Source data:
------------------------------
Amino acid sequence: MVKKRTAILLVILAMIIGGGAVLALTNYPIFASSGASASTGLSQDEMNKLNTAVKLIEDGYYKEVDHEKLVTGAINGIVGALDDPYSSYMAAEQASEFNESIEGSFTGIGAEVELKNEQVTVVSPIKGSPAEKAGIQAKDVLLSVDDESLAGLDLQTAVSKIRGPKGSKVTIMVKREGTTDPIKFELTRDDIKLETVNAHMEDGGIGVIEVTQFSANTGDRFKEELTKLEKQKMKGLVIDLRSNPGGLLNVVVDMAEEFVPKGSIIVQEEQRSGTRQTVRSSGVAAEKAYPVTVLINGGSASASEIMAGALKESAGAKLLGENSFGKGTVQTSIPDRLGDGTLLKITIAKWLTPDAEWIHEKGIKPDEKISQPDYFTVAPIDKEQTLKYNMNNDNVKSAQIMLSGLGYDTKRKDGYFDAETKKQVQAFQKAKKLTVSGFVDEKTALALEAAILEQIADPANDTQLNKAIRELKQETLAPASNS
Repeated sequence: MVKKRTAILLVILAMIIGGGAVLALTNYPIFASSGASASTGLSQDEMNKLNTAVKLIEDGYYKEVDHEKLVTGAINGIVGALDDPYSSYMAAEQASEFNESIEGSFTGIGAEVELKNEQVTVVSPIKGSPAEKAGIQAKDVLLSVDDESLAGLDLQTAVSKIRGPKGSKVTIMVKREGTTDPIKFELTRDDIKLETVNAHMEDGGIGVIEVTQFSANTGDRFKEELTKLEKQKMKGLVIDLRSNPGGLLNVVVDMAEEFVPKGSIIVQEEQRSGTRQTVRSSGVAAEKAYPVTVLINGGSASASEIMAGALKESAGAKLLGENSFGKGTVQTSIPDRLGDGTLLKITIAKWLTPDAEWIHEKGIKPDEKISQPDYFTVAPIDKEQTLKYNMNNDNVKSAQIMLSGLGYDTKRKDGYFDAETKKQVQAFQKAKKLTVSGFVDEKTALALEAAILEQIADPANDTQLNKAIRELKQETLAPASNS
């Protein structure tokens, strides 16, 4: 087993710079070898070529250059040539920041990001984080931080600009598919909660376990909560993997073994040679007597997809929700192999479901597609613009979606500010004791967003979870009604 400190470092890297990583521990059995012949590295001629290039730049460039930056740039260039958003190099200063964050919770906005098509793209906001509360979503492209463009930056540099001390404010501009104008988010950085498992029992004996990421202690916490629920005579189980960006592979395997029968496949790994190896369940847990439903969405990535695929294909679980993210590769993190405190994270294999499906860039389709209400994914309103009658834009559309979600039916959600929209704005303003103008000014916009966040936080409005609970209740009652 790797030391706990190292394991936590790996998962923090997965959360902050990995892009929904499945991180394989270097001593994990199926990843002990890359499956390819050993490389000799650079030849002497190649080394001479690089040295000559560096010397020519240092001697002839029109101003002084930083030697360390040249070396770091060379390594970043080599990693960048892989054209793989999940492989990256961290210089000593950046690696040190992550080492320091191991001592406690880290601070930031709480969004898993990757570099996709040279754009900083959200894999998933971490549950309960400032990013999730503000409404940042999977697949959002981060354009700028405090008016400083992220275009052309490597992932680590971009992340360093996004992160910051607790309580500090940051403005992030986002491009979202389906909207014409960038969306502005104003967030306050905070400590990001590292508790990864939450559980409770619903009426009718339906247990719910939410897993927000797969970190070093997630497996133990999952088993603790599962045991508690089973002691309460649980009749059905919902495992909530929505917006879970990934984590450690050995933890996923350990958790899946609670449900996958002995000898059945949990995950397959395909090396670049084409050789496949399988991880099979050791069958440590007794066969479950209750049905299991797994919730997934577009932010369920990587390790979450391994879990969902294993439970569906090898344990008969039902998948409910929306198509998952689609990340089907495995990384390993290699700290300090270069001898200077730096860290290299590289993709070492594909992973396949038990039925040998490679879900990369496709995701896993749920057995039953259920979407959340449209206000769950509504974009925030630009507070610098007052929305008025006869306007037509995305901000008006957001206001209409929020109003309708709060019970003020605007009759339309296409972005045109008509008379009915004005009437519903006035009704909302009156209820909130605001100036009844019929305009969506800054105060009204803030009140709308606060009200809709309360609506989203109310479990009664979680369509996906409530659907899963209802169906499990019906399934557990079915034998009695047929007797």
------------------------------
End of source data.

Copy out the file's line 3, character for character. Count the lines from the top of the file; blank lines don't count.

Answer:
């Protein structure tokens, strides 16, 4: 087993710079070898070529250059040539920041990001984080931080600009598919909660376990909560993997073994040679007597997809929700192999479901597609613009979606500010004791967003979870009604 400190470092890297990583521990059995012949590295001629290039730049460039930056740039260039958003190099200063964050919770906005098509793209906001509360979503492209463009930056540099001390404010501009104008988010950085498992029992004996990421202690916490629920005579189980960006592979395997029968496949790994190896369940847990439903969405990535695929294909679980993210590769993190405190994270294999499906860039389709209400994914309103009658834009559309979600039916959600929209704005303003103008000014916009966040936080409005609970209740009652 790797030391706990190292394991936590790996998962923090997965959360902050990995892009929904499945991180394989270097001593994990199926990843002990890359499956390819050993490389000799650079030849002497190649080394001479690089040295000559560096010397020519240092001697002839029109101003002084930083030697360390040249070396770091060379390594970043080599990693960048892989054209793989999940492989990256961290210089000593950046690696040190992550080492320091191991001592406690880290601070930031709480969004898993990757570099996709040279754009900083959200894999998933971490549950309960400032990013999730503000409404940042999977697949959002981060354009700028405090008016400083992220275009052309490597992932680590971009992340360093996004992160910051607790309580500090940051403005992030986002491009979202389906909207014409960038969306502005104003967030306050905070400590990001590292508790990864939450559980409770619903009426009718339906247990719910939410897993927000797969970190070093997630497996133990999952088993603790599962045991508690089973002691309460649980009749059905919902495992909530929505917006879970990934984590450690050995933890996923350990958790899946609670449900996958002995000898059945949990995950397959395909090396670049084409050789496949399988991880099979050791069958440590007794066969479950209750049905299991797994919730997934577009932010369920990587390790979450391994879990969902294993439970569906090898344990008969039902998948409910929306198509998952689609990340089907495995990384390993290699700290300090270069001898200077730096860290290299590289993709070492594909992973396949038990039925040998490679879900990369496709995701896993749920057995039953259920979407959340449209206000769950509504974009925030630009507070610098007052929305008025006869306007037509995305901000008006957001206001209409929020109003309708709060019970003020605007009759339309296409972005045109008509008379009915004005009437519903006035009704909302009156209820909130605001100036009844019929305009969506800054105060009204803030009140709308606060009200809709309360609506989203109310479990009664979680369509996906409530659907899963209802169906499990019906399934557990079915034998009695047929007797």